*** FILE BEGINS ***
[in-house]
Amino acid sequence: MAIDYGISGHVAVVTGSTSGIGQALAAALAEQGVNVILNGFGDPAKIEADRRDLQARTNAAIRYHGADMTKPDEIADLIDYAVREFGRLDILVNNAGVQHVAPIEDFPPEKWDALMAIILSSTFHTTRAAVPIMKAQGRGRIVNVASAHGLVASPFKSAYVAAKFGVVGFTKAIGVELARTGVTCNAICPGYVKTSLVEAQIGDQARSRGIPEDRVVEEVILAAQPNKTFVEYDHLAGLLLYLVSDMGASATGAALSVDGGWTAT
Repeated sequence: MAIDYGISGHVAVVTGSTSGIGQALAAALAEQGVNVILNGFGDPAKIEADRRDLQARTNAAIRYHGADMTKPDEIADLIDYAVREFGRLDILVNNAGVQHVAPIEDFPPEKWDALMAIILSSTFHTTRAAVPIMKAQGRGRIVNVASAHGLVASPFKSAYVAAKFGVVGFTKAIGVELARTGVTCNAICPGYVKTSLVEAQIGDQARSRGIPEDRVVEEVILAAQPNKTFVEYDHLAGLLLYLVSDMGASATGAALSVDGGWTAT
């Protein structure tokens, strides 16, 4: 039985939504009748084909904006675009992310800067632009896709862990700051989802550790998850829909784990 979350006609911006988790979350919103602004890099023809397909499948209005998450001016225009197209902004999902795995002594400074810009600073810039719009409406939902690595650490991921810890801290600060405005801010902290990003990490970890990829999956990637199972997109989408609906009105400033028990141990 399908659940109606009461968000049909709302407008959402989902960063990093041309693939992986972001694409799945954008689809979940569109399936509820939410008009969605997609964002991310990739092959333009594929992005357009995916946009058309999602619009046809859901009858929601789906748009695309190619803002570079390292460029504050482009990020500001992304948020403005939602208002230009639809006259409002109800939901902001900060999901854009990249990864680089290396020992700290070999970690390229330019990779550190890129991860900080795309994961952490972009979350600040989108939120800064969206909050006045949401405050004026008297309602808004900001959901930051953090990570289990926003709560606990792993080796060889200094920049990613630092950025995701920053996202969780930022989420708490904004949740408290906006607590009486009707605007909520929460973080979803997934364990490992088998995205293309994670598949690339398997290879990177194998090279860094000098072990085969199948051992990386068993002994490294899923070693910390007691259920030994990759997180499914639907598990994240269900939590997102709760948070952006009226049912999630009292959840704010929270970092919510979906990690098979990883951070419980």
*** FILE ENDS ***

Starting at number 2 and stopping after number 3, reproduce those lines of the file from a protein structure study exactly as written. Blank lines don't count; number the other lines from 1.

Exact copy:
Amino acid sequence: MAIDYGISGHVAVVTGSTSGIGQALAAALAEQGVNVILNGFGDPAKIEADRRDLQARTNAAIRYHGADMTKPDEIADLIDYAVREFGRLDILVNNAGVQHVAPIEDFPPEKWDALMAIILSSTFHTTRAAVPIMKAQGRGRIVNVASAHGLVASPFKSAYVAAKFGVVGFTKAIGVELARTGVTCNAICPGYVKTSLVEAQIGDQARSRGIPEDRVVEEVILAAQPNKTFVEYDHLAGLLLYLVSDMGASATGAALSVDGGWTAT
Repeated sequence: MAIDYGISGHVAVVTGSTSGIGQALAAALAEQGVNVILNGFGDPAKIEADRRDLQARTNAAIRYHGADMTKPDEIADLIDYAVREFGRLDILVNNAGVQHVAPIEDFPPEKWDALMAIILSSTFHTTRAAVPIMKAQGRGRIVNVASAHGLVASPFKSAYVAAKFGVVGFTKAIGVELARTGVTCNAICPGYVKTSLVEAQIGDQARSRGIPEDRVVEEVILAAQPNKTFVEYDHLAGLLLYLVSDMGASATGAALSVDGGWTAT